As an idea of what ladies staying at Dukes can enjoy, here’s an exciting excursion that was created for an American mother and daughter who recently visited the hotel.
|The Arch London’s ABBey 222 Suite, one of four suites at the hotel, has a private decked courtyard.|
Head concierge Ian Steiger arranged a chauffer-driven car pick up from Heathrow airport with a lady driver. After checking into the hotel, Champagne, strawberries and chocolates were delivered to their room.
Once they were settled, the ladies went on a shopping run to some hidden boutiques as well as enjoying some personal shopping in Harrods. They came back to the hotel for a late-afternoon tea in the drawing room before heading off for an evening at the theater.
On the following day the ladies visited the Van Gogh exhibition at the Royal Academy of the Arts—with VIP tickets, of course, so there was no need to wait in line. They enjoyed lunch at Caprice, then back to the hotel for an afternoon of pampering in the health club. That evening, they enjoyed a private wine tasting at Berry Bros. & Rudd—Britain’s oldest wine and spirit merchant.
|The Princes Arcade has a host of high-end shops and is near the Piccadilly Arcade.|
The next day, the ladies traveled by private car to Covent Garden, then visited Spencer House—conveniently located around the corner from the hotel!
Need a plan on how to spend a day in London? Check out www.luxuryta.com/londonin24 for the perfect agenda.
The Regent Suite at the Langham London
Less than a year after The Langham London’s multimillion-dollar renovation, the hotel is building a second presidential suite—The Regent Suite—and upgrading 25 additional hotel suites. (Those afraid of clashing styles need not worry; the project is being helmed by the same design team that oversaw the hotel’s 2009 refurbishment.)
The Regent Suite, which will be unveiled this month and is named after The Prince Regent, who became King George IV, sits above the hotel’s main entrance, with large bay windows and views down Portland Place to Regent’s Park. The 1,785-square-foot suite has two bedrooms (each with its own private sitting room) and a private salon that can be adapted into a third sitting room, dining room, or boardroom. Residents of the new suite will also receive a 24-hour personal butler and access to the Style Service at Liberty.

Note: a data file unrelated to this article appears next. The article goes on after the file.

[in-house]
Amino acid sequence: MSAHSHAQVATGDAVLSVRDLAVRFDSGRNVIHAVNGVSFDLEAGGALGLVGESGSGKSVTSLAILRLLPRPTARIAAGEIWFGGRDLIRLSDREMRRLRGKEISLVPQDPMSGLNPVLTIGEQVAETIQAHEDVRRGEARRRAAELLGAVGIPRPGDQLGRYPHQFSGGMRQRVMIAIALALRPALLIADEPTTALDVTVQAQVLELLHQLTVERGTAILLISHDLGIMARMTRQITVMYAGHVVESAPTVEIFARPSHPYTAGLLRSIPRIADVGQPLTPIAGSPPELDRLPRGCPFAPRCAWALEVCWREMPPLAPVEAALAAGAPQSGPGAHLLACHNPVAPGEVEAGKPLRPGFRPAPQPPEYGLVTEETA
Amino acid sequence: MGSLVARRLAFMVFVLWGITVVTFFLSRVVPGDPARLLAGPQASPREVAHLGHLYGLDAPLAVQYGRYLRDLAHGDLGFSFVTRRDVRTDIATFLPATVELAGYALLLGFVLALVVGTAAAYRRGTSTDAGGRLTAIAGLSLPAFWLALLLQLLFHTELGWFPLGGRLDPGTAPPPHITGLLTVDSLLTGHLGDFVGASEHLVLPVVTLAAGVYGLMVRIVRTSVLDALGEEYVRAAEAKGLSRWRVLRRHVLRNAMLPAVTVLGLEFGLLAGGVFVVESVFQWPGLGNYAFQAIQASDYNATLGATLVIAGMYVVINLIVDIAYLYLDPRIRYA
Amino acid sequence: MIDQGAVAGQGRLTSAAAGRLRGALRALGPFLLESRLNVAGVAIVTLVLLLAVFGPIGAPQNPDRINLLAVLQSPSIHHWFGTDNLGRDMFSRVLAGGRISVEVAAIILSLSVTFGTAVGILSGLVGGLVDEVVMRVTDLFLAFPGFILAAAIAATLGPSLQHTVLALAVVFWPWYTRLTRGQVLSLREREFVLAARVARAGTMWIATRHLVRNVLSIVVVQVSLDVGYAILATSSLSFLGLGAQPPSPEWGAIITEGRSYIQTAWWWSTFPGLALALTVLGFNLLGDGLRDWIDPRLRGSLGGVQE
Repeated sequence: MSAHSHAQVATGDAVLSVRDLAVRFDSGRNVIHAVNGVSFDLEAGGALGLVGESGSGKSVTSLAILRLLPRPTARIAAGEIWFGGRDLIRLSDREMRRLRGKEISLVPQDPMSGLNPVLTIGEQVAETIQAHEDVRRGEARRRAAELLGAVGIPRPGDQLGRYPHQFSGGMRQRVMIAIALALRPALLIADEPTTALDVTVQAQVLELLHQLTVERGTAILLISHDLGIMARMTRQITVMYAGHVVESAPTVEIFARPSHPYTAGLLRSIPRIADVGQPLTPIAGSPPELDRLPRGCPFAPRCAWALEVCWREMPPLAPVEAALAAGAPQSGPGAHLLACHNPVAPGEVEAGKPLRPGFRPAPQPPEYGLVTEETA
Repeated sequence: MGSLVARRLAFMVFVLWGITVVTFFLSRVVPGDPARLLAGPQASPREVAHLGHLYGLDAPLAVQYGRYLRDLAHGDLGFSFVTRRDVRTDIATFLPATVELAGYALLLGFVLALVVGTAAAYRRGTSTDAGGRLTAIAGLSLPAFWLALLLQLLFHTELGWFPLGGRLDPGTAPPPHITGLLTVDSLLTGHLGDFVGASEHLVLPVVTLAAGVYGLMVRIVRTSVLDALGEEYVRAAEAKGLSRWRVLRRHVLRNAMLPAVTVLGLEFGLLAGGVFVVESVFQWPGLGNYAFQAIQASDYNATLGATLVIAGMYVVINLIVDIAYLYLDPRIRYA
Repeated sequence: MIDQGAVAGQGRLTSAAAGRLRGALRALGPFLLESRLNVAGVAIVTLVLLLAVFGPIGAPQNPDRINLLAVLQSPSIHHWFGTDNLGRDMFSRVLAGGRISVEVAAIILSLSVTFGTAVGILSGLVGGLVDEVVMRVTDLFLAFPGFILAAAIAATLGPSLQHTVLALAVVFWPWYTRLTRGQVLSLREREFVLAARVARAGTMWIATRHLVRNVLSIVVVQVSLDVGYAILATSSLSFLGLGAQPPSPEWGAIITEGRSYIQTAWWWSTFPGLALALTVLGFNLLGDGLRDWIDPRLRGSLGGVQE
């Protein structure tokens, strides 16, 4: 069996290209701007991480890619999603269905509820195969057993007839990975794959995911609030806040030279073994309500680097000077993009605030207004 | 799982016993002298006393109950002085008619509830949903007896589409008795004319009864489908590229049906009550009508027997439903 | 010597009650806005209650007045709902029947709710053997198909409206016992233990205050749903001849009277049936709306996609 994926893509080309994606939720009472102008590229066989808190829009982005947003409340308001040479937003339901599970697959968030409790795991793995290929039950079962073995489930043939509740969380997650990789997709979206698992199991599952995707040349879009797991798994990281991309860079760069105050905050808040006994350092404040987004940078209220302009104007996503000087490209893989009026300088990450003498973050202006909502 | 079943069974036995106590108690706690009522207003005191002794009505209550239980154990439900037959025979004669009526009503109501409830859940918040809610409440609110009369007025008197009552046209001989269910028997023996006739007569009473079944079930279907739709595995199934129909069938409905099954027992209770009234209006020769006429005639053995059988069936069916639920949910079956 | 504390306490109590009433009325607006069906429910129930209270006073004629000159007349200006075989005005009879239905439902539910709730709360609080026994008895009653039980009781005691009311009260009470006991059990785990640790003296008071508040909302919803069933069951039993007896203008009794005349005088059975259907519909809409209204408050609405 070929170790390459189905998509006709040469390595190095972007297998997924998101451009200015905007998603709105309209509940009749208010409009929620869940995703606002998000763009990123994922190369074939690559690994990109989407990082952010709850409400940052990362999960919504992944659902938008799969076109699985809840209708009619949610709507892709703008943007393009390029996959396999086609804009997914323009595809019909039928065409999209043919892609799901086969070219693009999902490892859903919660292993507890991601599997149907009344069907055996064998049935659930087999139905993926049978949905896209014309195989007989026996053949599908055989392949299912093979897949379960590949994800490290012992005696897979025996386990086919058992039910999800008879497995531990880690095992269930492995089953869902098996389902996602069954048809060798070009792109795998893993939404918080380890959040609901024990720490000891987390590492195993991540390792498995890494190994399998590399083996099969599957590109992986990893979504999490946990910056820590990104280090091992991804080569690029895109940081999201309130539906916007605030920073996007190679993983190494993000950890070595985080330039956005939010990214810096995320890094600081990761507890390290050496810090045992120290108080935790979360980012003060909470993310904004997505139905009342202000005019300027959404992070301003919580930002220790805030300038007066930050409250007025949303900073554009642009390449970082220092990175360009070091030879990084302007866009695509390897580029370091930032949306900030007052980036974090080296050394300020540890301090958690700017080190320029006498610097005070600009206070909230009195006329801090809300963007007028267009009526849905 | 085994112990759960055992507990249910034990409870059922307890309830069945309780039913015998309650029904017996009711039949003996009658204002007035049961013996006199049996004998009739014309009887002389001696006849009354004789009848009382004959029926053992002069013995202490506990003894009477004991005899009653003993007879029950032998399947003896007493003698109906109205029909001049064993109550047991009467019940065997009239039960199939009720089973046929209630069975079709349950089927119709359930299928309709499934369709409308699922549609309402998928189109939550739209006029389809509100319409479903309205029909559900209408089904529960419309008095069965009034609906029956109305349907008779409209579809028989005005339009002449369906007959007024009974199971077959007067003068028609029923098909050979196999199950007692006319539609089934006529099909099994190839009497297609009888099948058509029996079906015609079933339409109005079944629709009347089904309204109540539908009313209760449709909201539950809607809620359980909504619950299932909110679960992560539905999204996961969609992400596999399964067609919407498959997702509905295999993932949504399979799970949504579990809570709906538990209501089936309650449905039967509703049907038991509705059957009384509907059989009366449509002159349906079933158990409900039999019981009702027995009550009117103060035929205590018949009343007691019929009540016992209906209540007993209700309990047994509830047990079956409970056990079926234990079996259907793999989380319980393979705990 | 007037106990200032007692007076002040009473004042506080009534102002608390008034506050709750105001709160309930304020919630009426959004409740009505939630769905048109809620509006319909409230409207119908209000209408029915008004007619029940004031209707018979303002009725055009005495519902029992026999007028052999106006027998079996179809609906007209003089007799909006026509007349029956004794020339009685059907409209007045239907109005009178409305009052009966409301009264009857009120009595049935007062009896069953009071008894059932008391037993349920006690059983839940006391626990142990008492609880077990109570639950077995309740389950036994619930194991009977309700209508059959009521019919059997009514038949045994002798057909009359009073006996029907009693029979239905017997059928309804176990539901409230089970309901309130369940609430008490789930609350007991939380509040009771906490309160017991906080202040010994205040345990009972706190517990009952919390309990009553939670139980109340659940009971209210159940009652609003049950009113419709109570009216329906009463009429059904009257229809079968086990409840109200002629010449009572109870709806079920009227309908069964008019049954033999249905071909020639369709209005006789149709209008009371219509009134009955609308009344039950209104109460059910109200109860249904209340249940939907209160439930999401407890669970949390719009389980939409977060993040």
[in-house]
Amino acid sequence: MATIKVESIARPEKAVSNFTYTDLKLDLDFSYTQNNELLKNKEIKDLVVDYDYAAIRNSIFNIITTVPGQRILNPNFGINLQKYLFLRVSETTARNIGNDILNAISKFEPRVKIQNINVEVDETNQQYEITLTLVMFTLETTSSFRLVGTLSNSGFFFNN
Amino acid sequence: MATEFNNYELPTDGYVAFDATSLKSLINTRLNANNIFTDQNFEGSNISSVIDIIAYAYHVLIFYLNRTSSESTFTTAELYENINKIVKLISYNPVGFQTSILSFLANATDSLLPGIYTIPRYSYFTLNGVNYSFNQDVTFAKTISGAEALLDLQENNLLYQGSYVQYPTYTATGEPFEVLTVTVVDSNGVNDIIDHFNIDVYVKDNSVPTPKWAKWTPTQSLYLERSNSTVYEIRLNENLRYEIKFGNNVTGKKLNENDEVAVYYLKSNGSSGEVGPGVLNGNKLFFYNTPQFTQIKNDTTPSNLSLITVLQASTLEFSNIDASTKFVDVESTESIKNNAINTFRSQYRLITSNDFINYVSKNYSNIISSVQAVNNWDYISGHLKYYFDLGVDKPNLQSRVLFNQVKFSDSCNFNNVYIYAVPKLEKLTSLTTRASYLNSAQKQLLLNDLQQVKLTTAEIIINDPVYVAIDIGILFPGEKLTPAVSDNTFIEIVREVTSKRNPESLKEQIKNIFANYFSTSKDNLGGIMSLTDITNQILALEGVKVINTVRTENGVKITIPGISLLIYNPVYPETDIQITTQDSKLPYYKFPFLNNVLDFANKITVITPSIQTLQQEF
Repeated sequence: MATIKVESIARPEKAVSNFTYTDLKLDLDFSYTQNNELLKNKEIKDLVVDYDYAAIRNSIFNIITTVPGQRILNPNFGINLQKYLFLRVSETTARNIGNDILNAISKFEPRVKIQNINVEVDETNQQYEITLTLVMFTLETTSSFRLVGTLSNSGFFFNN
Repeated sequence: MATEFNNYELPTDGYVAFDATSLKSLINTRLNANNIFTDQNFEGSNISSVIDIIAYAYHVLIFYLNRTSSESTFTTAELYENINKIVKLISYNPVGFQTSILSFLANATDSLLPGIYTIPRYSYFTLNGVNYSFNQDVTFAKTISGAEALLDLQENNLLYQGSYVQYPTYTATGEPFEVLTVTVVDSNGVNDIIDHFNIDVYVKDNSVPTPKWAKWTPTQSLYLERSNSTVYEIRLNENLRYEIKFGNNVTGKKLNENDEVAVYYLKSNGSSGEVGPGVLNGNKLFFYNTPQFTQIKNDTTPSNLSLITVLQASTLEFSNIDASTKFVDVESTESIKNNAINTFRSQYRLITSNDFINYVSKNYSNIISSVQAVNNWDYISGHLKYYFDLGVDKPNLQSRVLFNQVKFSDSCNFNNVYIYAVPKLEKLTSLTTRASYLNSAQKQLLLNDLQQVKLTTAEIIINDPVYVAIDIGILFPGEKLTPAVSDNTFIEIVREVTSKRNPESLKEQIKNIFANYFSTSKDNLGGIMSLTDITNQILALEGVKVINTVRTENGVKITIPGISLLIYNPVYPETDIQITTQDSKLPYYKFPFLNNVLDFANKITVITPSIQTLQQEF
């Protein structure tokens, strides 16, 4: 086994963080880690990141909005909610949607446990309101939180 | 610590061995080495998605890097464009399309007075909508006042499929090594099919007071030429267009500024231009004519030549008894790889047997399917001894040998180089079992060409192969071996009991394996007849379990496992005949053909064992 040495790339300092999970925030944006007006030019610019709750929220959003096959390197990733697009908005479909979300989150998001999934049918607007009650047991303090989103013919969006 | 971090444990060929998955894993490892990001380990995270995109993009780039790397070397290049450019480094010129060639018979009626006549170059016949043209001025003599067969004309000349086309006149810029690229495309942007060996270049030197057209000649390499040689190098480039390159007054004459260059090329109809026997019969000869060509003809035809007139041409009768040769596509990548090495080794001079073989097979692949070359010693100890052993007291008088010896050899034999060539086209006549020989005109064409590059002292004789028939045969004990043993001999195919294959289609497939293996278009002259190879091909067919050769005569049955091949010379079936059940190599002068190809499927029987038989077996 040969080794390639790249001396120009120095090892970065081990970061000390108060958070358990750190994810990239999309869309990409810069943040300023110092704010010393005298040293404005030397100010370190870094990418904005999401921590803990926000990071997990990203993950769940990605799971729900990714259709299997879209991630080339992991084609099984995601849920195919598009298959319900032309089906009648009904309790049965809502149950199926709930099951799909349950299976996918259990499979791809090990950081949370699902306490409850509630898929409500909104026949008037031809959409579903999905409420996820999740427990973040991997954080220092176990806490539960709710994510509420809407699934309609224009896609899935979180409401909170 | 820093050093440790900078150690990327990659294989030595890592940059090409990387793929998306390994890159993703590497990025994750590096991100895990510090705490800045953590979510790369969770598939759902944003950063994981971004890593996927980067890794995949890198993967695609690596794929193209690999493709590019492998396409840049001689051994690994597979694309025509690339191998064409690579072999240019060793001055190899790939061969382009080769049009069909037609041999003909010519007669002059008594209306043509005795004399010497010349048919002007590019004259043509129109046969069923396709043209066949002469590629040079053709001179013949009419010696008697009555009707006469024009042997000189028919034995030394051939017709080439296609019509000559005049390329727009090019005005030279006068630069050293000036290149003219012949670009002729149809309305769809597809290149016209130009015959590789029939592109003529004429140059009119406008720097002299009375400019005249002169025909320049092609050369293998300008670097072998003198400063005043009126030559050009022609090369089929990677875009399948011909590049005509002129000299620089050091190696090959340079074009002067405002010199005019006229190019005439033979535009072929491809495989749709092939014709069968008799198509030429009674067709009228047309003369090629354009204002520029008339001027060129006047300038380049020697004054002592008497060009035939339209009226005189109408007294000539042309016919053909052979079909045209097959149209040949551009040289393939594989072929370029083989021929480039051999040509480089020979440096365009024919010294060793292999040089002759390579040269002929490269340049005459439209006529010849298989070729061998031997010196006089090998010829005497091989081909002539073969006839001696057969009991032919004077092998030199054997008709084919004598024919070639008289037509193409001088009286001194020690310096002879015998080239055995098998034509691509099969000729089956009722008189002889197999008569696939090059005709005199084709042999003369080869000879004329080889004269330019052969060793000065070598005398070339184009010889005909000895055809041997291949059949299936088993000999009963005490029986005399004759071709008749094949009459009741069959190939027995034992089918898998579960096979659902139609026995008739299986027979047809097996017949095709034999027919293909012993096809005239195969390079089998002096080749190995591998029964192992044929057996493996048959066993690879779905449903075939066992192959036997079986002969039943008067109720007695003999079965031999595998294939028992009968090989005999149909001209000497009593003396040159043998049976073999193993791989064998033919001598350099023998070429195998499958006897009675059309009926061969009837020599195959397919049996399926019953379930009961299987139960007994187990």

Bespoke Touch: A pre-arrival menu from the personal butler will enhance guest stays with options like personal exercise equipment, private in-suite dining, nanny services, exclusive casino membership and private chauffeur services.
Luxury travel advisors should contact Managing Director Katie Benson ([email protected]) with questions.
|The Regent Suite is atop Langham’s main entrance and has views down Portland Place.|
Insider Insight: Shopping
London is, of course, one of the best shopping cities in the world, with unique boutiques in every district. Kristina Lukovnikova, senior operations executive of The Noteworthy Group helps organize tours—especially walking tours—of some of the city’s most famous shopping spots (think Bond Street in central London) and the up-and-coming areas.
For those interested in the big names, Lukovnikova recommends a walking tour that goes from Bond Street to the West End with stops in Mayfair (plenty of time to check out the latest from Marc Jacobs and Stella McCartney.)
But for those out to discover, Lukovnikova has a special tour of the East End, which, she says, is home to lots of up-and-coming designers and artists with plenty of boutique shops. “Most people, when they come to London, don’t know about the East End,” Lukovnikova says. “We can obviously then get clients into specific boutiques, and have private/VIP closed-to-public arrangements, too. We usually adapt to clients’ specific interests,” she adds, referring to the guest’s taste in clothing, designers or shopping area. “Once we get the particular inquiry, we tailor-make it.” For those interested in other kinds of shopping, Noteworthy can also arrange antique or art shopping tours.